Duncan Gray Jr. funeral services time, date, location set for July 18 in Jackson

Published 1:17 am Saturday, July 16, 2016

The time, date and location has been set for Duncan Gray Jr.’s funeral.

According to a the Episcopal Diocese of Mississippi, Gray’s services will be held at the following times and locations:

“The funeral is scheduled for Tuesday, July 18, at 2 p.m. at St. Andrew’s Cathedral in Jackson.  Burial will be in Canton, Mississippi. Visitation with the Gray family begins on Monday, July 17, from 5-7 p.m., and Tuesday, July 19, from 12 noon to 2 p.m.

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A vigil with the body begins in the Cathedral chapel on Monday at 4 p.m. People are invited to volunteer for an hour of watching until service time on Tuesday. Please call the Cathedral office (601 354-1535) if you wish to sign up for the vigil.”

The Rt. Rev. Duncan Montgomery Gray Jr., a civil-rights advocate and retired bishop of the Episcopal Diocese of Mississippi, died Friday. He was 89.

Gray died at his home in Jackson after having been in hospice care, said one of his sons, Lloyd Gray of Meridian. He said a funeral will be at St. Andrew’s Episcopal Cathedral in Jackson, but plans were still pending.

As rector of St. Peter’s Church in Oxford in the autumn of 1962, Gray called for calm as violence broke out in response to the court-ordered integration of the University of Mississippi in that city. Gray had been a chaplain on campus until 1961 and was known to students. According to Episcopal archives , Gray held onto the statue of a Confederate soldier near the main administrative building on campus and implored people not to riot.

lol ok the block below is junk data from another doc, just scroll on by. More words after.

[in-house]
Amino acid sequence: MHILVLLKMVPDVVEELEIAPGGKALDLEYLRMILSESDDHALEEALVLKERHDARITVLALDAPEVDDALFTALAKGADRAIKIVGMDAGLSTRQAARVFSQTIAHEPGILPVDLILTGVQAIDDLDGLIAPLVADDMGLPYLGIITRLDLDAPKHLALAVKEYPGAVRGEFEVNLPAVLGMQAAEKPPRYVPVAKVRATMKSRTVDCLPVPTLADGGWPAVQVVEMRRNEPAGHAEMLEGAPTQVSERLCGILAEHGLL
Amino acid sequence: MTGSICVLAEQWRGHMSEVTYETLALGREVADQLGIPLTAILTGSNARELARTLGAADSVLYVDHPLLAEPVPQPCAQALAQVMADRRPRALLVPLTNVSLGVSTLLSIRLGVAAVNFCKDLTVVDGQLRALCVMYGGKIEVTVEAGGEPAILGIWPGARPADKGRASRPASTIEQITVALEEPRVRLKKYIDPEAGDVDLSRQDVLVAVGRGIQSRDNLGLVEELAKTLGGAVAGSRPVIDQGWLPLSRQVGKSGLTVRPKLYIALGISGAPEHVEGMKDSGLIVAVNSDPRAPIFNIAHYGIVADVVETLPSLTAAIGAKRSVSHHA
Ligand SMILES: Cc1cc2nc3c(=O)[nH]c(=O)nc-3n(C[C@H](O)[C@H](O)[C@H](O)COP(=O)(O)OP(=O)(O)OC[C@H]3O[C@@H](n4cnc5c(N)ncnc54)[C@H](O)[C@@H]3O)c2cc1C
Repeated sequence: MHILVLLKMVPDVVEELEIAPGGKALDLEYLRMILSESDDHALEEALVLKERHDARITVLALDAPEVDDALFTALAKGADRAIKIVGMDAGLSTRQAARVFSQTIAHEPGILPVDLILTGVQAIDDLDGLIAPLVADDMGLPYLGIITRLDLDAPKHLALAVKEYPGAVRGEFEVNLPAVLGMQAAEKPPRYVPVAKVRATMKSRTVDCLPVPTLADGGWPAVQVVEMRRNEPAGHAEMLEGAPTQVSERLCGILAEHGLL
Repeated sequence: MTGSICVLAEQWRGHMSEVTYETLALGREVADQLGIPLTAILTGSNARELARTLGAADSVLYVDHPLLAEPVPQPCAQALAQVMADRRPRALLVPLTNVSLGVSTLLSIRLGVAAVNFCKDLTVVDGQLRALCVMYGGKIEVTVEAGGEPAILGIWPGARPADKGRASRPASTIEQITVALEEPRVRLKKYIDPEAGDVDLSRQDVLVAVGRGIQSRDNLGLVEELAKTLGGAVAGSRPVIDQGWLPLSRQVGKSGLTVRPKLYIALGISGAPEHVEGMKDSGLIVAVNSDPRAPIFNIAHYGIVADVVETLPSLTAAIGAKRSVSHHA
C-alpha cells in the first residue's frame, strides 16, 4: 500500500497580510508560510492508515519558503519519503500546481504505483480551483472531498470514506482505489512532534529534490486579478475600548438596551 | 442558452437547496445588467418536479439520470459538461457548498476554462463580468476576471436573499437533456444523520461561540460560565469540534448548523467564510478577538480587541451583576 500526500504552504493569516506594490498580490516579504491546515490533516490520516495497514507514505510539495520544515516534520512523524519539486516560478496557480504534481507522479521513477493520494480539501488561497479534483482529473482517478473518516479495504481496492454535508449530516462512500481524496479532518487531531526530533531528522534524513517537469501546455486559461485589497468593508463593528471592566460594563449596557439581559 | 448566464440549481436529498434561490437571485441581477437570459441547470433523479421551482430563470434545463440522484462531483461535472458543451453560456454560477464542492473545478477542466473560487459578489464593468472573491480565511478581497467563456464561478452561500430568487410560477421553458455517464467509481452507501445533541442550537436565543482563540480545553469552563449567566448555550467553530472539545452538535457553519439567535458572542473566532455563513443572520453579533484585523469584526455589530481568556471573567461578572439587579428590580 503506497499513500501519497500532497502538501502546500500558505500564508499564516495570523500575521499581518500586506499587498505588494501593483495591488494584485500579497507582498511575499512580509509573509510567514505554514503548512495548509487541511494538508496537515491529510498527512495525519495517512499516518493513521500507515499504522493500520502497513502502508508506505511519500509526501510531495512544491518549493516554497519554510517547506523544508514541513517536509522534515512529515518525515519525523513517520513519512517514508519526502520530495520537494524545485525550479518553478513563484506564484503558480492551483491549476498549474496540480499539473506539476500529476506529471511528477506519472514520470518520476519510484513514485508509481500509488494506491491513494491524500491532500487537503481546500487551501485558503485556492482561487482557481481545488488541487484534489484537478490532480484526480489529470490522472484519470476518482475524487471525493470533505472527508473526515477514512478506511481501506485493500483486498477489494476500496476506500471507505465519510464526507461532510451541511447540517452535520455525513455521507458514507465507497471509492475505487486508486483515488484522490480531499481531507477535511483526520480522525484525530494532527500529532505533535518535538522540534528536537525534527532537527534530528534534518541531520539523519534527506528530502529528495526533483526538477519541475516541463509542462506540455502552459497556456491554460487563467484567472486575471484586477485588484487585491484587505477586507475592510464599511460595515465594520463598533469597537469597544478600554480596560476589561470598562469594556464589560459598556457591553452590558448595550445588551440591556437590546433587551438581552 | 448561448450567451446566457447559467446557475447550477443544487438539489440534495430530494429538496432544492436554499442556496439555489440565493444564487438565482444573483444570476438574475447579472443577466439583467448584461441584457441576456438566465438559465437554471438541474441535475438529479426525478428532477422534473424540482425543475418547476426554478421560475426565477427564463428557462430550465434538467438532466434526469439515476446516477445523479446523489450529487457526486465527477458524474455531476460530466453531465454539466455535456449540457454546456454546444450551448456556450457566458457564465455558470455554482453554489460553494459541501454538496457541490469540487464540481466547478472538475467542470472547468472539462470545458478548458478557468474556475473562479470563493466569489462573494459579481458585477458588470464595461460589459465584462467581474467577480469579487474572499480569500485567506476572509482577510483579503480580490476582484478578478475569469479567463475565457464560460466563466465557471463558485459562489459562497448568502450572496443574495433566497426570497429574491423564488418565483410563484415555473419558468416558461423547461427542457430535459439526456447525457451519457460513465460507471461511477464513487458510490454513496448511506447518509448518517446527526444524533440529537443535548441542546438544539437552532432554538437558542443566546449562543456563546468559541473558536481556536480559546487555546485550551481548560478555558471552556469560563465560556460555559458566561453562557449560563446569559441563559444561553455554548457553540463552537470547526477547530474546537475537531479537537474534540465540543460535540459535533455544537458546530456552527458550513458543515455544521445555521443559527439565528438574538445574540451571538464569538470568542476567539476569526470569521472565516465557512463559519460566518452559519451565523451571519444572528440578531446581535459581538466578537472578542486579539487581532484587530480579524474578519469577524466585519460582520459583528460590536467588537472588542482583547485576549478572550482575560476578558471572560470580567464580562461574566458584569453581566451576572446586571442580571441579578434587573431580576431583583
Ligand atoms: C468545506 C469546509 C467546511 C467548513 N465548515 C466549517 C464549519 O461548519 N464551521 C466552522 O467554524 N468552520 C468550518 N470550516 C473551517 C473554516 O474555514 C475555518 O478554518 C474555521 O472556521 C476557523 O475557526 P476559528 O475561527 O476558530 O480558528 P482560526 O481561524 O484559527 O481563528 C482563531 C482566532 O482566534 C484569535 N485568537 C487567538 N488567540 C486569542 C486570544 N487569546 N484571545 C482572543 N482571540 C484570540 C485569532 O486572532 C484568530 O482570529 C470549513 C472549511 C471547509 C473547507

In the pulpit of St. Peter’s, Gray denounced racism.

“The seeds of anger and hatred, bitterness and prejudice, are already widely sown, and as Christians, we need to do our utmost to uproot and cast them out,” Gray said in a sermon on Sept. 30, 1962, the day before James Meredith enrolled as the first black student, escorted by federal marshals.

A week later, Gray said in his sermon that all people in Mississippi should face up to their guilt in the violence that killed two people.

“You and I didn’t go out there and throw the bricks and the bottles. You and I didn’t go out there and fire the guns,” Gray said. “Yet you and I, along with every other Mississippian, are responsible in one degree or another for what happened. We are responsible for the moral and political climate in our state which made such a tragedy possible…. The decent, respectable and responsible people of Mississippi have failed when events like those of last Sunday night can take place within our state.”

Gray was the seventh bishop of Mississippi, serving from 1974 to 1993. His father, the Rt. Rev. Duncan Gray Sr., had been the fifth bishop, and one of his sons, the Rt. Rev. Duncan Gray III, was the ninth.

From 1991 to 1997, Duncan Gray Jr. was chancellor of University of the South, an Episcopal-run school in Sewanee, Tennessee. He was the subject of a 1997 book, “And Also With You: Duncan Gray and the American Dilemma,” written by the Rev. Will Campbell.

Lloyd Gray, a former editor of the Northeast Mississippi Daily Journal, said his father was a humble man who didn’t seek attention for his work on civil rights.

“He just did what he thought a priest of the church ought to be doing,” Lloyd Gray said.

Gray’s wife, Ruth, died in 2011. Survivors include four children: the Rt. Rev. Duncan Gray III of New Orleans; Anne Finley of Adams, Tennessee; Catherine Clark of Nashville, Tennessee; and Lloyd Gray of Meridian, Mississippi; 11 grandchildren and 10 great-grandchildren.

The Associated Press contributed to this report.